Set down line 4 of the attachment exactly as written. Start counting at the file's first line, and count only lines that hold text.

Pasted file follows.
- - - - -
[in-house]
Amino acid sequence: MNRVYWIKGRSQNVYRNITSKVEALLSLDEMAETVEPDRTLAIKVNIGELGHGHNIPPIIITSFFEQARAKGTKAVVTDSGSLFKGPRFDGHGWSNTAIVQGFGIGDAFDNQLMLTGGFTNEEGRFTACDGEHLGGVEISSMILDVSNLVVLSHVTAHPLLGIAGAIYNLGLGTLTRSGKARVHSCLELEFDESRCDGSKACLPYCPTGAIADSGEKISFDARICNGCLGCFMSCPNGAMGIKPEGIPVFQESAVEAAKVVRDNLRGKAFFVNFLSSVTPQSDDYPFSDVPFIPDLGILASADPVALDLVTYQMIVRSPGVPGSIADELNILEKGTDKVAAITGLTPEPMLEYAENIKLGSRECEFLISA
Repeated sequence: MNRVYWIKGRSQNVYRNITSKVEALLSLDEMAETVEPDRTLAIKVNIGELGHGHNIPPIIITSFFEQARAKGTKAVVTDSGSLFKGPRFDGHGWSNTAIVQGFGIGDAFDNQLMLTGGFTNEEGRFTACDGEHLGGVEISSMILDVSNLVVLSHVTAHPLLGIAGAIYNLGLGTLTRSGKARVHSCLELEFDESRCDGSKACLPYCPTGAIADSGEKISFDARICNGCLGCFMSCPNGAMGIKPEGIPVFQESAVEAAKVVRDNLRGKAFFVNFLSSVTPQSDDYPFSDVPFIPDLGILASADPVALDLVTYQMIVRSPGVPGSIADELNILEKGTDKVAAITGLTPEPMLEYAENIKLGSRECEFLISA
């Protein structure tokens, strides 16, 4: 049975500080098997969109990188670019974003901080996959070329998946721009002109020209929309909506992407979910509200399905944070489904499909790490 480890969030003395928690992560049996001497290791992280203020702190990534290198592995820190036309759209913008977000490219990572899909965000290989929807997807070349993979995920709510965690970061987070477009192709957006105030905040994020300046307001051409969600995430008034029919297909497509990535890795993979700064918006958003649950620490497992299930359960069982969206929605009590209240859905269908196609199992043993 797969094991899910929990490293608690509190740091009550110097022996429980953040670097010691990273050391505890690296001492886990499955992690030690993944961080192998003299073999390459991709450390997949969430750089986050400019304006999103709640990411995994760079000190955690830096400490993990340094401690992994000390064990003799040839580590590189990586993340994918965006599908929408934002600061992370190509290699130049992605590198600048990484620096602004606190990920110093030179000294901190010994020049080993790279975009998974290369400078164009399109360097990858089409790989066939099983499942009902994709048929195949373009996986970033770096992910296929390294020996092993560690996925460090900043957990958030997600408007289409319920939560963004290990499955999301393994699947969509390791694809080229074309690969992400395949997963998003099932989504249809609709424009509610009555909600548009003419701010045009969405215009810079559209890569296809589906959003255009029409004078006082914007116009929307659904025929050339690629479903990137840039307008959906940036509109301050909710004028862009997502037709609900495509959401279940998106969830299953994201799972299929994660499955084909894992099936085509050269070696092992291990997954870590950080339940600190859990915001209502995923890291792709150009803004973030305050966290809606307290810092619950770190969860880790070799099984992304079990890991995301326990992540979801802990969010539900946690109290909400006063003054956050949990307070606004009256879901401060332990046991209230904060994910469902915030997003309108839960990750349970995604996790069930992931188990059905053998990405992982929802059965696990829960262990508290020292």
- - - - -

């Protein structure tokens, strides 16, 4: 049975500080098997969109990188670019974003901080996959070329998946721009002109020209929309909506992407979910509200399905944070489904499909790490 480890969030003395928690992560049996001497290791992280203020702190990534290198592995820190036309759209913008977000490219990572899909965000290989929807997807070349993979995920709510965690970061987070477009192709957006105030905040994020300046307001051409969600995430008034029919297909497509990535890795993979700064918006958003649950620490497992299930359960069982969206929605009590209240859905269908196609199992043993 797969094991899910929990490293608690509190740091009550110097022996429980953040670097010691990273050391505890690296001492886990499955992690030690993944961080192998003299073999390459991709450390997949969430750089986050400019304006999103709640990411995994760079000190955690830096400490993990340094401690992994000390064990003799040839580590590189990586993340994918965006599908929408934002600061992370190509290699130049992605590198600048990484620096602004606190990920110093030179000294901190010994020049080993790279975009998974290369400078164009399109360097990858089409790989066939099983499942009902994709048929195949373009996986970033770096992910296929390294020996092993560690996925460090900043957990958030997600408007289409319920939560963004290990499955999301393994699947969509390791694809080229074309690969992400395949997963998003099932989504249809609709424009509610009555909600548009003419701010045009969405215009810079559209890569296809589906959003255009029409004078006082914007116009929307659904025929050339690629479903990137840039307008959906940036509109301050909710004028862009997502037709609900495509959401279940998106969830299953994201799972299929994660499955084909894992099936085509050269070696092992291990997954870590950080339940600190859990915001209502995923890291792709150009803004973030305050966290809606307290810092619950770190969860880790070799099984992304079990890991995301326990992540979801802990969010539900946690109290909400006063003054956050949990307070606004009256879901401060332990046991209230904060994910469902915030997003309108839960990750349970995604996790069930992931188990059905053998990405992982929802059965696990829960262990508290020292």